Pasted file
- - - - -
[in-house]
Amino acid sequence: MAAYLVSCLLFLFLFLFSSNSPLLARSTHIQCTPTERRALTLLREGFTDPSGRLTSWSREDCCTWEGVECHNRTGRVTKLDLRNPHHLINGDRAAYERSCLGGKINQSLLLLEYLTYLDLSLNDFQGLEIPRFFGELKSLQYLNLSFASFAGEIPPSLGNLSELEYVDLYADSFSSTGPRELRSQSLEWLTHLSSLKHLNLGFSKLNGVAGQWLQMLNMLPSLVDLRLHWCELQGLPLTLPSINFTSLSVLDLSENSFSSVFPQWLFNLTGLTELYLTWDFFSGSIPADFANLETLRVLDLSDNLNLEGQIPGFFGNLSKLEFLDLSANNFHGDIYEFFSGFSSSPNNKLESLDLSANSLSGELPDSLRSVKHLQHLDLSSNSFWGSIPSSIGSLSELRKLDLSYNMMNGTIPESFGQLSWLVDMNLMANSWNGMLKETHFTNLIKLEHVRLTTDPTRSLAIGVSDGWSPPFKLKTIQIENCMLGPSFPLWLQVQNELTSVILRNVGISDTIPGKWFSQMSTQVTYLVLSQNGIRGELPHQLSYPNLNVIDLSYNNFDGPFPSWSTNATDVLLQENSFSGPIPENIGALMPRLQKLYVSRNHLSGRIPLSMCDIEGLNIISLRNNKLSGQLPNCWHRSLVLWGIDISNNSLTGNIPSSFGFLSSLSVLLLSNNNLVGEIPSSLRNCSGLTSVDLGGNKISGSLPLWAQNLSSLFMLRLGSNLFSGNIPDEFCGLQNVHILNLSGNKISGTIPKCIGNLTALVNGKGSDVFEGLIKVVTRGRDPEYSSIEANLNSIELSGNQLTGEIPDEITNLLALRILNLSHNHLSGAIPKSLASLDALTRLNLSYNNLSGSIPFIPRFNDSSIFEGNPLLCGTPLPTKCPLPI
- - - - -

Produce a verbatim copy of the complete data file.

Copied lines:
[in-house]
Amino acid sequence: MAAYLVSCLLFLFLFLFSSNSPLLARSTHIQCTPTERRALTLLREGFTDPSGRLTSWSREDCCTWEGVECHNRTGRVTKLDLRNPHHLINGDRAAYERSCLGGKINQSLLLLEYLTYLDLSLNDFQGLEIPRFFGELKSLQYLNLSFASFAGEIPPSLGNLSELEYVDLYADSFSSTGPRELRSQSLEWLTHLSSLKHLNLGFSKLNGVAGQWLQMLNMLPSLVDLRLHWCELQGLPLTLPSINFTSLSVLDLSENSFSSVFPQWLFNLTGLTELYLTWDFFSGSIPADFANLETLRVLDLSDNLNLEGQIPGFFGNLSKLEFLDLSANNFHGDIYEFFSGFSSSPNNKLESLDLSANSLSGELPDSLRSVKHLQHLDLSSNSFWGSIPSSIGSLSELRKLDLSYNMMNGTIPESFGQLSWLVDMNLMANSWNGMLKETHFTNLIKLEHVRLTTDPTRSLAIGVSDGWSPPFKLKTIQIENCMLGPSFPLWLQVQNELTSVILRNVGISDTIPGKWFSQMSTQVTYLVLSQNGIRGELPHQLSYPNLNVIDLSYNNFDGPFPSWSTNATDVLLQENSFSGPIPENIGALMPRLQKLYVSRNHLSGRIPLSMCDIEGLNIISLRNNKLSGQLPNCWHRSLVLWGIDISNNSLTGNIPSSFGFLSSLSVLLLSNNNLVGEIPSSLRNCSGLTSVDLGGNKISGSLPLWAQNLSSLFMLRLGSNLFSGNIPDEFCGLQNVHILNLSGNKISGTIPKCIGNLTALVNGKGSDVFEGLIKVVTRGRDPEYSSIEANLNSIELSGNQLTGEIPDEITNLLALRILNLSHNHLSGAIPKSLASLDALTRLNLSYNNLSGSIPFIPRFNDSSIFEGNPLLCGTPLPTKCPLPI